It Was Better at Home!
I like to joke that I should have a jar in my teaching studio labeled “It was better at home.”
In my fantasy, every time a student utters this phrase, he or she will be required deposit a dollar into the jar, thus propelling me to vast and renewable wealth.
My students find this scenario less hilarious than I do.
And I understand. It can be incredibly frustrating to work and work and work at perfecting a piece or technique, only to have it fall apart in front of the teacher. What’s worse, the students know they CAN do it- so it’s unbelievably maddening when they don’t.
And of course I’ve experienced, and continue to experience, this frustration myself. It is vanishingly rare that I perform to 100% of my capacity in concert. It is always, always better at home.
So what do we do about it?
After I crack my joke, I get down to business:
Accept that it will almost always go better at home (though of course it is possible to improve your ability to perform under pressure- another topic). Accept you are unlikely to perform at 100% of your capability, and are more likely to accomplish, say, 80% of what you set out to accomplish. Don’t waste your energy on frustration.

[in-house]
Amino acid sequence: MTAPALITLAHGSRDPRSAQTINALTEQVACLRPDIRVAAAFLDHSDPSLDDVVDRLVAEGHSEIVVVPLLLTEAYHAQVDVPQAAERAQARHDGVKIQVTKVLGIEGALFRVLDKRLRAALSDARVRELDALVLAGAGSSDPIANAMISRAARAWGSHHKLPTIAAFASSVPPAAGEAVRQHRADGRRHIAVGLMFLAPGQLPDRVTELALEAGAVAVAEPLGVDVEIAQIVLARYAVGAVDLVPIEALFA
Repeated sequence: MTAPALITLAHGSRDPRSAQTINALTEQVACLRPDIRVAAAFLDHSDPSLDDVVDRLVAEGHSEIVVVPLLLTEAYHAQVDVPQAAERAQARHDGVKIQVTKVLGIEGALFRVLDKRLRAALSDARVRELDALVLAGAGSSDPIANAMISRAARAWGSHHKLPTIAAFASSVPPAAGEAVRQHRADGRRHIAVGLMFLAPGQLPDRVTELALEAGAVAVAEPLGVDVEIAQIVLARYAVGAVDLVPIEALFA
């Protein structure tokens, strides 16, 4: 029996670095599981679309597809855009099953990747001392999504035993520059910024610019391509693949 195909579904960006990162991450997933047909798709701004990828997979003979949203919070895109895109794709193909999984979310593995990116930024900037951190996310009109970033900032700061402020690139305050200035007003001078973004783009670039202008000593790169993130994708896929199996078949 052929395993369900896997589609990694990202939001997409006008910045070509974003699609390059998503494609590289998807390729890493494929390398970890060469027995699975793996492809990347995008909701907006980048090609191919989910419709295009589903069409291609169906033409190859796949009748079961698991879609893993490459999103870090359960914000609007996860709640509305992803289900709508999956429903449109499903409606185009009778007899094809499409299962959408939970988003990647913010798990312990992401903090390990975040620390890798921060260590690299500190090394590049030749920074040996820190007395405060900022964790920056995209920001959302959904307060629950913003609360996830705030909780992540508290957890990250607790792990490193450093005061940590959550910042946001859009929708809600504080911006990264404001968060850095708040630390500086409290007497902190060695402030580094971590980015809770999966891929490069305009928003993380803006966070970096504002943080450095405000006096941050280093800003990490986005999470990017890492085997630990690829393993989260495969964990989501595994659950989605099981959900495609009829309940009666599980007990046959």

Grow your 80%
Instead of fretting about not achieving 100% of what you set out to accomplish, take that energy and put it toward growing what 80% looks like. Improving your overall skill level means the 80% you hit next week will look better than 100% you hit today. It’s like supply-side economics for recorder playing (only, you know, it actually works!). Grow the whole pie!
Improve your recovery
It’s not about not making mistakes- because you most likely will. It’s about how quickly you recover. Set aside a portion of your practice time for recovery runs- runs in which you don’t stop when you make an error, but work to right yourself quickly.
Don’t waste your money filling up my jar! You need those dollars to buy more recorders.